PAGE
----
Indoor and outdoor

flight is possible too with the CheersonCX-10. Being really tiny it can only fly in calm weather – only 7 cm X 7 cm with the blades. Weight is only 11 grams and it’s very quiet. FAA registration is not required for quadrotors this small.

The CX-10 does not support automatic landing, headless mode, or automatic return home- no quadcopter supports these functions in this size – and price category..

Suggested age is 14 years and up. The quad has tiny parts, so make sure little children can’t reach it.

The CX-10 has three modes for the beginner, intermediate and advanced pilot,so you will not outgrow it. To change the modes just push throttle as if it was a button. Single beep indicates beginner, two beeps indicate intermediate, and three beeps indicate advanced mode.

The instructions are detailed and easy to understand, so you can’t go wrong with it.

The transmitter

is nice looking and packed with functions.It uses the interference-free 2.4 Ghz technology so any number of these little quads can fly together.

The CX-10 uses a special protocol, so binding it to other transmitters is not supported.

The Cheerson CX-10 comes with a mode-2 transmitter (throttle on the left). Switching modes is not supported. Mode-1transmitters should be available too, but they seem to be out of stock now.

Pairing the quad and the transmitter is automatic:

  • Turn on the quad.
  • Turn on the Tx.
  • Move the throttle (left) stick to the top and the bottom to bind them together.

The range is around 40 meters.

The battery

is a 3.7V 100mAh Li-Po one, which grants theCX-10 mini a 4-8 minute flight time, with a 30-40 minute charge time.

The battery is integrated into the housing of the quadcopter, so replacing it is not supported.

The charger is USB based, and it connects directly to the quadcopter. It’s compatible with iPhone wall chargers, or you can plug it into your computer too. Charging from the transmitter is supported too, which makes this quad unique.

While the charger is special, replacement chargers are available.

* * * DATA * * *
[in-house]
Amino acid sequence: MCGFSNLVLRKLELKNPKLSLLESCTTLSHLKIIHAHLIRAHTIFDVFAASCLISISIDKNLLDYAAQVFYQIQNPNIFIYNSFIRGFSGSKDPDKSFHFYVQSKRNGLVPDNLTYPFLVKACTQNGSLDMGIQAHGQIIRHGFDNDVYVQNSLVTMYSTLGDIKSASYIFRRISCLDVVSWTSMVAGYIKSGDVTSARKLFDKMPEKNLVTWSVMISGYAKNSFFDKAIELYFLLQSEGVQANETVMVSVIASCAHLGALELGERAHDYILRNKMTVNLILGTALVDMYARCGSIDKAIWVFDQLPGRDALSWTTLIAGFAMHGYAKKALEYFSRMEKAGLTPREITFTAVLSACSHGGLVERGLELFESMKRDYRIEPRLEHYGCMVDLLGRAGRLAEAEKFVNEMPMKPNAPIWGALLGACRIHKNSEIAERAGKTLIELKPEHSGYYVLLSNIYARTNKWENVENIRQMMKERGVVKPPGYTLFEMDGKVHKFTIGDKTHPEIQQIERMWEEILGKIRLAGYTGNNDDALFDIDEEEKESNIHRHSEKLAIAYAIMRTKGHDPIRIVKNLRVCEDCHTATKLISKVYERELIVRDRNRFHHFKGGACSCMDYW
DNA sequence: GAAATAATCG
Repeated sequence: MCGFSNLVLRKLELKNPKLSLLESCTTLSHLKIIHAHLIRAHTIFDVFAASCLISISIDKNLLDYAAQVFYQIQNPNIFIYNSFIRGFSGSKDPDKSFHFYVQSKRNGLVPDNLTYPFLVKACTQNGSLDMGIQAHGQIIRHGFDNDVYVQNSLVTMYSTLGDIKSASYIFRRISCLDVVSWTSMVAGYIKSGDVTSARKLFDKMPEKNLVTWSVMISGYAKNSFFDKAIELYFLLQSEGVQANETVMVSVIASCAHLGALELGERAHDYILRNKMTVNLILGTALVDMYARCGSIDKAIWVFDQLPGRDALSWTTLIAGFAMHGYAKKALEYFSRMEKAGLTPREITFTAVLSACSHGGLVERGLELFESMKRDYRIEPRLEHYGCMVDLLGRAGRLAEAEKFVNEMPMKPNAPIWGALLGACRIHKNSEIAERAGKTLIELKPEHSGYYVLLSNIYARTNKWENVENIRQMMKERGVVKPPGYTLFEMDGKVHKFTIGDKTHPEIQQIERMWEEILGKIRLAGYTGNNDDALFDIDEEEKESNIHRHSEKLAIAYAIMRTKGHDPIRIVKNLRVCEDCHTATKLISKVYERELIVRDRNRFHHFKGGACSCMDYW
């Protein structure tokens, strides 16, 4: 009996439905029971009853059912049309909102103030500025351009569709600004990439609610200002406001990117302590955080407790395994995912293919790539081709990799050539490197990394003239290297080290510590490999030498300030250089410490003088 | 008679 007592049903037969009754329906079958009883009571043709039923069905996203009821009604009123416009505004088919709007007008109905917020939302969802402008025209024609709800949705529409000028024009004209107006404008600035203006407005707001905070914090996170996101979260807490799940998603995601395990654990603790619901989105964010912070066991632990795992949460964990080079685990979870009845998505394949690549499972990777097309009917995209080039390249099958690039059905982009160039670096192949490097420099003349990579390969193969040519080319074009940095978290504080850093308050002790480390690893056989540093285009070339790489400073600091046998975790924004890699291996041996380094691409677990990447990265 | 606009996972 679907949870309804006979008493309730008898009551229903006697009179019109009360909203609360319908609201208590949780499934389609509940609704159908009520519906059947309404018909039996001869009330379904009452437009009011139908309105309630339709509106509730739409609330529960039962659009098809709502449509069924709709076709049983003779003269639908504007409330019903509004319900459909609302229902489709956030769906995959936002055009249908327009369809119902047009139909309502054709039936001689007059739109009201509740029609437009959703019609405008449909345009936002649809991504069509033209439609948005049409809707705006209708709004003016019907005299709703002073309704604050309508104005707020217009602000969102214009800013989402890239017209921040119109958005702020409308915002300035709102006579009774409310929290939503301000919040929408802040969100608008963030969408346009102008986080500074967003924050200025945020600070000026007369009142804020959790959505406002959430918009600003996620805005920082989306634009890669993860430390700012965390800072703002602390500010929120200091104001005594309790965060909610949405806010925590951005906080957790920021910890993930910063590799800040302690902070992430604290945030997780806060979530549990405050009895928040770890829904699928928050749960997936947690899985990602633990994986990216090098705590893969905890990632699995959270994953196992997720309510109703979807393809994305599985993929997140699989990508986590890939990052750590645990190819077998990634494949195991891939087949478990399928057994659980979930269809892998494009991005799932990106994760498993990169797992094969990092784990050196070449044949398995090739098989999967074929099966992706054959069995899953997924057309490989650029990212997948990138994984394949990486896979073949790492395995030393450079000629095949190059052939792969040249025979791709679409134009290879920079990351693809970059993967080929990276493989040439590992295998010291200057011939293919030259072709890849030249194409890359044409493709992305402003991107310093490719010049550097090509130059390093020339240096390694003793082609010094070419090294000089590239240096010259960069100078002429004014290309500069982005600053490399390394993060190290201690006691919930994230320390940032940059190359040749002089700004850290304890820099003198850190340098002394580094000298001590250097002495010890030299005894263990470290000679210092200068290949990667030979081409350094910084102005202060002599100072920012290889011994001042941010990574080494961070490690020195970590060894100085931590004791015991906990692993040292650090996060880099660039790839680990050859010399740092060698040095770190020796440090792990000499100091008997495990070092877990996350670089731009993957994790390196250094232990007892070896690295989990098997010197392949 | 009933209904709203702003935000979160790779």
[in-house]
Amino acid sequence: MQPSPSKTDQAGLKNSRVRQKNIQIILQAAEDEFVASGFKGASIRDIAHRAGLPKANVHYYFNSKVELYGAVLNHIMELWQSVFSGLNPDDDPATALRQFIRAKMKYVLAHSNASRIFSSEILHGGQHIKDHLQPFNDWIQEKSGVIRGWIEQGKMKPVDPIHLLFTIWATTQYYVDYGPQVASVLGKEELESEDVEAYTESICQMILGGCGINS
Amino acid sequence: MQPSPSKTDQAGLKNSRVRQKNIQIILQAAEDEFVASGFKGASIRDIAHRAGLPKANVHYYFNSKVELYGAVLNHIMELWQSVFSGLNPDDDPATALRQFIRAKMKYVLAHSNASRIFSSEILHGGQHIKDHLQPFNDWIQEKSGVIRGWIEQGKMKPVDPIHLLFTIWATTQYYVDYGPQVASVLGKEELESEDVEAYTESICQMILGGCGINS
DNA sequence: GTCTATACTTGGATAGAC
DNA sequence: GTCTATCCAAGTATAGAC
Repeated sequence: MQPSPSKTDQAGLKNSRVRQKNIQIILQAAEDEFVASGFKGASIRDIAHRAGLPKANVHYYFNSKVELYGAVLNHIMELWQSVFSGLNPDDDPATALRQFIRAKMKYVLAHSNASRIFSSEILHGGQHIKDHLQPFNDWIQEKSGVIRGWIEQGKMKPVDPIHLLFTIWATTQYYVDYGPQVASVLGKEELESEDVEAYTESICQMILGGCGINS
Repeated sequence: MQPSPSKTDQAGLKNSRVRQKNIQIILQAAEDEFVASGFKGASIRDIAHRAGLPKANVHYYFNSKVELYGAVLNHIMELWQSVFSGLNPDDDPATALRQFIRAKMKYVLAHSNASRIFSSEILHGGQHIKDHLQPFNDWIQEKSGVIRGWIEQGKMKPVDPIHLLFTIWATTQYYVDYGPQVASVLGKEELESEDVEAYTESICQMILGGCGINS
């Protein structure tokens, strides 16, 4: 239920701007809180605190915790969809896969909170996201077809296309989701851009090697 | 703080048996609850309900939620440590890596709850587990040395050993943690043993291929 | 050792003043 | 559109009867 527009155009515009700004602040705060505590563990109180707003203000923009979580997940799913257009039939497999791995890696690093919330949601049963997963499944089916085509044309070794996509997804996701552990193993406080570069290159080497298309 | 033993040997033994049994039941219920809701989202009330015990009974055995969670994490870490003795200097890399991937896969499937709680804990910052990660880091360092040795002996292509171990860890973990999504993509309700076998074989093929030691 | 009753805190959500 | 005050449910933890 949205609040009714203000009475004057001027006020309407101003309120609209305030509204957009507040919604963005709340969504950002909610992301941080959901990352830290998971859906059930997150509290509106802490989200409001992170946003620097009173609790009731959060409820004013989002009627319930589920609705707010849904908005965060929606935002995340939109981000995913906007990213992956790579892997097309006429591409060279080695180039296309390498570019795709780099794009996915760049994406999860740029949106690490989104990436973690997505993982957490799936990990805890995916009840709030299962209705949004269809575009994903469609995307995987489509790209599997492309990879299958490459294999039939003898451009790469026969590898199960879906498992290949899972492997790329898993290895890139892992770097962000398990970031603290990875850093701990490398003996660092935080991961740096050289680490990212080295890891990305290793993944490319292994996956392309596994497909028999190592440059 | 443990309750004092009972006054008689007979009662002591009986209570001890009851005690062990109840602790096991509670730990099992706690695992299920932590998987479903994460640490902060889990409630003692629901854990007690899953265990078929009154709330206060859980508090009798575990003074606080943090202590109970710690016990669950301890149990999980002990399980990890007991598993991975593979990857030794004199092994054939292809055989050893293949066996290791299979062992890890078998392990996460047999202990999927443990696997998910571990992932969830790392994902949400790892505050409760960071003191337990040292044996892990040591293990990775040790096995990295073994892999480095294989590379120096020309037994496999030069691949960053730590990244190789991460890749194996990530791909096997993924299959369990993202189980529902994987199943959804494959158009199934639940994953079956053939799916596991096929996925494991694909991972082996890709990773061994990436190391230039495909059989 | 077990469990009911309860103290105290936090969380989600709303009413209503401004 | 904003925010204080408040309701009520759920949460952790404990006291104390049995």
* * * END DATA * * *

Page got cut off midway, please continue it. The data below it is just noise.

The quadrotor has low voltage protection, it’s LED’s will start flashing before the battery runs out – you will always know when to land.

The charging is finished when the LED in the charging cable turns off.

Our rating:

This tiny quad is a joy to fly!
Fun:★★★★★
Value:★★★★★
Looks:★★★★★


Other small quadcopters you may like:

Other CX-10 reviews:

Estes 4606

The Estes 4606 Proto X Nano

is an absolutely tiny quadcopter, measuring only 1.8 x 1.8 inches. Inside the package, you’ll find:

  • The quadcopter itself
  • An 2.4 Ghz radio transmitter for the quad
  • An USB charging cable
  • Four replacement rotor blades
  • And finally the instructions

The quad is well built, and can take a beating. Due to it’s small size it can’t crash really hard. While it really shines indoors, you can fly it outdoors too if there is no wind. Be careful though – the quad comes without guards (though they are available). Replacement props are included, so it’s one less thing you will have to worry about.

The quad is tiny (1.8 x 1.8 inches, 0.4 oz), so the range is small too (you would loose sight of it anyway). The quad has LED lights: blue in the front, and red in the back, which help with the orientation during flight.Due to it’s small size it’s fairly quiet, so indoor flying will not disturb your peers (harassing your friends is never recommended 🙂

Automatic landing is not supported, but landing is easy: just start hovering, then gently lower the left stick to let it land.

Due to it’s tiny parts it can be dangerous to little children, so keep it out of their reach. The suggested minimum age is 8 years, in reality you will want to wait a bit more.

If you happen to have a Hubsan X4 V2, you may want to pair the Estes 4606with it’s transmitter: they are compatible, and you might get additional functions, like turning the LEDs on and off, flipping, and so on.

Stability is great so you will not have to keep adjusting it. The accelerometers might need recalibration after an accident; to do this put the Proto X on a flat surface, and throttle down. Move the left stick to the bottom right corner, and move the right stick to the left and to the right until the LEDs start flashing.

Shipping weight is 3 pounds, shipping dimension is 5.5 x 4 x 2.5 inches – good to know if you plan to take it on a trip.

Third party crash guards and rotor blades are available, would you be into hard flying 🙂

Quads this tiny do not need to be registered, which is a plus.

The battery

is a 100mAh one, with a flight time of 4 to 6minutes, and a charge time of 40 minutes. The battery is not replaceable,which is the Achilles heel of this otherwise perfect quad.

Charging is through a USB based adapter, so you will need either a computer,an adapter or – if you are out in the field – an external USB charger is great too.

The transmitter

is tiny, simple, but more than adequate for the purpose. It needs needs 2xAAA batteries, which might not be included. Using rechargeable batteries is a great idea!

The transmitter uses standard 2.4 Ghz technology, so you will not get interference, and it also makes it possible to replace the Tx with a more powerful one.

The transmitter is mode 2 only – if you are new to flying this is not a problem though. Also, this issue can be solved by using a different transmitter.

The transmitter and the quad are bound at the factory, but rebinding is easy too:

  • Turn on the quadcopter.